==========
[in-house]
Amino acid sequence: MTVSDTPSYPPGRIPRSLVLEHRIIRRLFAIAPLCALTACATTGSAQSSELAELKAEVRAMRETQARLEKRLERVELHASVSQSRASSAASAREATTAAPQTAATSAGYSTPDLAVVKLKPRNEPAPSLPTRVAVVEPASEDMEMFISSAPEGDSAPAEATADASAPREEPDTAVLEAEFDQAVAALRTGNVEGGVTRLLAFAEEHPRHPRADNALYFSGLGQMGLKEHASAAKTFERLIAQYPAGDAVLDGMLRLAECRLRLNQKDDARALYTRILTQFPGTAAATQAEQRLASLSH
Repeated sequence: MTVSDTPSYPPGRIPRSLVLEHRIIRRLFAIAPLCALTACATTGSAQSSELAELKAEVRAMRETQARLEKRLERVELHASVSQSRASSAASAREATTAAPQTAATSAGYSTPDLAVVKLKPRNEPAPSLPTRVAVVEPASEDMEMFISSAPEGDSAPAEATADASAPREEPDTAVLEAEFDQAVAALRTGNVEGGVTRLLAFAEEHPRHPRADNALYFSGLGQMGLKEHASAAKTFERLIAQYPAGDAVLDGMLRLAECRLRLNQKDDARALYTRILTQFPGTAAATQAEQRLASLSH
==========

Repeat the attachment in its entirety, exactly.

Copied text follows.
[in-house]
Amino acid sequence: MTVSDTPSYPPGRIPRSLVLEHRIIRRLFAIAPLCALTACATTGSAQSSELAELKAEVRAMRETQARLEKRLERVELHASVSQSRASSAASAREATTAAPQTAATSAGYSTPDLAVVKLKPRNEPAPSLPTRVAVVEPASEDMEMFISSAPEGDSAPAEATADASAPREEPDTAVLEAEFDQAVAALRTGNVEGGVTRLLAFAEEHPRHPRADNALYFSGLGQMGLKEHASAAKTFERLIAQYPAGDAVLDGMLRLAECRLRLNQKDDARALYTRILTQFPGTAAATQAEQRLASLSH
Repeated sequence: MTVSDTPSYPPGRIPRSLVLEHRIIRRLFAIAPLCALTACATTGSAQSSELAELKAEVRAMRETQARLEKRLERVELHASVSQSRASSAASAREATTAAPQTAATSAGYSTPDLAVVKLKPRNEPAPSLPTRVAVVEPASEDMEMFISSAPEGDSAPAEATADASAPREEPDTAVLEAEFDQAVAALRTGNVEGGVTRLLAFAEEHPRHPRADNALYFSGLGQMGLKEHASAAKTFERLIAQYPAGDAVLDGMLRLAECRLRLNQKDDARALYTRILTQFPGTAAATQAEQRLASLSH